We fully advocate investing in classic pieces (items that will stand the test of time and that you'll wear for years to come), but we still like to flirt with the new-season trends that fit in with your own personal style. There's no easier way to dip your toe into a trend than with a pair of shoes.
Cringe-worthy puns aside, we're of the opinion that there's nothing that can give your existing wares an overhaul quite like a pair of shoes, which is exactly why they hold such appeal. As such, it only makes sense to stay ahead of the footwear game and keep up to date with the latest goings-on for heels, flats, sandals, trainers and boots.
This is why we took it upon ourselves to laboriously trawl through the thousands of runway shots to bring you the biggest shoe trends spring/summer 2020 has in store.
We know what you're thinking: It's still pretty cold out. That may be the case, but given the fact the following seven shoes are set to dominate the style agenda for at least the next seven months, we think footwear is a sensible investment to make ahead time. Keep scrolling to start spring 2020 off with your best foot forward (sorry).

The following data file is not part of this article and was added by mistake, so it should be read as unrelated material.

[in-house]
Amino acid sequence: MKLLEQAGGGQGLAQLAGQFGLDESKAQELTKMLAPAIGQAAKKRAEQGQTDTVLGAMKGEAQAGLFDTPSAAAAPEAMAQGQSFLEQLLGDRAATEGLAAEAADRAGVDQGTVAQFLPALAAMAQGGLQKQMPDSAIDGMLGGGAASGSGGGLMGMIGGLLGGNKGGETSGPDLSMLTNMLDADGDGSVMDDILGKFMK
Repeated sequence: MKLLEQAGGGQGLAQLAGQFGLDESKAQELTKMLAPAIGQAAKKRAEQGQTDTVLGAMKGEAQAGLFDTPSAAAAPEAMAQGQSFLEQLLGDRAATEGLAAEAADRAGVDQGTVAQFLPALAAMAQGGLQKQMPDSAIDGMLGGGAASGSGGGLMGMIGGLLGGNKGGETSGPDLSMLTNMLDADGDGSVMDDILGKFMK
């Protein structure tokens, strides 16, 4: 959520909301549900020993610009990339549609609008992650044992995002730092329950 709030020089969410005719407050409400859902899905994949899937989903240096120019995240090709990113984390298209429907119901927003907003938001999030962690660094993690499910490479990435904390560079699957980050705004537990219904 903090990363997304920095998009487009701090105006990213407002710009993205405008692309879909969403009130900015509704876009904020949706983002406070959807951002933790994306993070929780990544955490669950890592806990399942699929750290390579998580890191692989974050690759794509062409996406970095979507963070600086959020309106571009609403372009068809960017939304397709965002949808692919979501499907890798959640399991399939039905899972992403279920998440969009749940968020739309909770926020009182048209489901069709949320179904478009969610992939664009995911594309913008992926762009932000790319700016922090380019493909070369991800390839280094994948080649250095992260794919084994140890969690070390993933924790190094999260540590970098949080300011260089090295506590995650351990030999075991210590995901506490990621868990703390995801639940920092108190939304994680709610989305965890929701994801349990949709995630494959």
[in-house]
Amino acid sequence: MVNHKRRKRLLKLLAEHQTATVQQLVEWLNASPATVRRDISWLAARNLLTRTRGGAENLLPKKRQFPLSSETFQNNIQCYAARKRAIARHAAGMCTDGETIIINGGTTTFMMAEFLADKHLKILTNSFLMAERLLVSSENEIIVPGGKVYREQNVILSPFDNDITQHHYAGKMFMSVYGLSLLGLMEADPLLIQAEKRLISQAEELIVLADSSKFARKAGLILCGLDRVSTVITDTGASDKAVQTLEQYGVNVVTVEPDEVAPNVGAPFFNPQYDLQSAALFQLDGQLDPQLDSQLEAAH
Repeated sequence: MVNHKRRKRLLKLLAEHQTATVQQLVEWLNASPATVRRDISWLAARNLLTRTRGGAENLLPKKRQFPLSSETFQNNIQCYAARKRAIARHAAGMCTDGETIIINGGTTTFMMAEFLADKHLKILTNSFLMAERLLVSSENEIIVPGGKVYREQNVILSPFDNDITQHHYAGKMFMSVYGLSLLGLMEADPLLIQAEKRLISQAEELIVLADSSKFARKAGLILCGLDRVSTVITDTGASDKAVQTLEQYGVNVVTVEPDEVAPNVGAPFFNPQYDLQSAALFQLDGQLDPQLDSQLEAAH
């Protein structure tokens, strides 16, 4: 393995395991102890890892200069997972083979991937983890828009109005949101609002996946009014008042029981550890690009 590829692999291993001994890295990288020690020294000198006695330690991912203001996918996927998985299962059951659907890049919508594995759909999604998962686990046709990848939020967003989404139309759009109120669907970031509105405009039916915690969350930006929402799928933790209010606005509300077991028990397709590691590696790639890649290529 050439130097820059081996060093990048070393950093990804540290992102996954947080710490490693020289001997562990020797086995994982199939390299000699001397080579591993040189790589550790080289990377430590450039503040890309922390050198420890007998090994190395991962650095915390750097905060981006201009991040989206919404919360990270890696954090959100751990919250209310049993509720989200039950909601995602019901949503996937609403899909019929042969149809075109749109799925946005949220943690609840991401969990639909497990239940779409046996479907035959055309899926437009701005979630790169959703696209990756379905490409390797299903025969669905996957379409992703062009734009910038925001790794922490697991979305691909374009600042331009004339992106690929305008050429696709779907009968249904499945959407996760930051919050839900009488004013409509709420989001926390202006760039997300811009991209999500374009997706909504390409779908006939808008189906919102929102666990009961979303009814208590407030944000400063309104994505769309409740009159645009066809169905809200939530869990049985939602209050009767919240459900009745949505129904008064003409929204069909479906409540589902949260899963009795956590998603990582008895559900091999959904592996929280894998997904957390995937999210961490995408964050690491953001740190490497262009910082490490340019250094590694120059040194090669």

Twee they may be, but the retro Mary Jane is going to be 2020's star shoe silhouette, having been seen on the runways of Maison Margiela, Carolina Herrera and Marc Jacobs alike.
Making an appearance for yet another year is the humble espadrille. In 2020, however, instead of a wedge, the sole remains flat, while raw and rope lace details prove to be all the rage.
Platforms may have made a quiet resurgence at the tail end of 2019, but as far as springtime is concerned, it's going to be all about the flatform. Embellishment will up the style credentials, as will satin and mock-croc finishes.
While flat loafers have long been the shoes of busy, on-the-go women, its sister heeled styles have helped to elevate it once again to the height of sartorial sophistication. With blocky heels and square toes, rest assured they're almost as practical as their flat counterparts.
Anklets were 2019's jewellery of note, and it seems designers have made it even easier to get our chain fix, with the likes of Prabal Gurung, JW Anderson and Proenza Schouler all incorporating chains into their designs.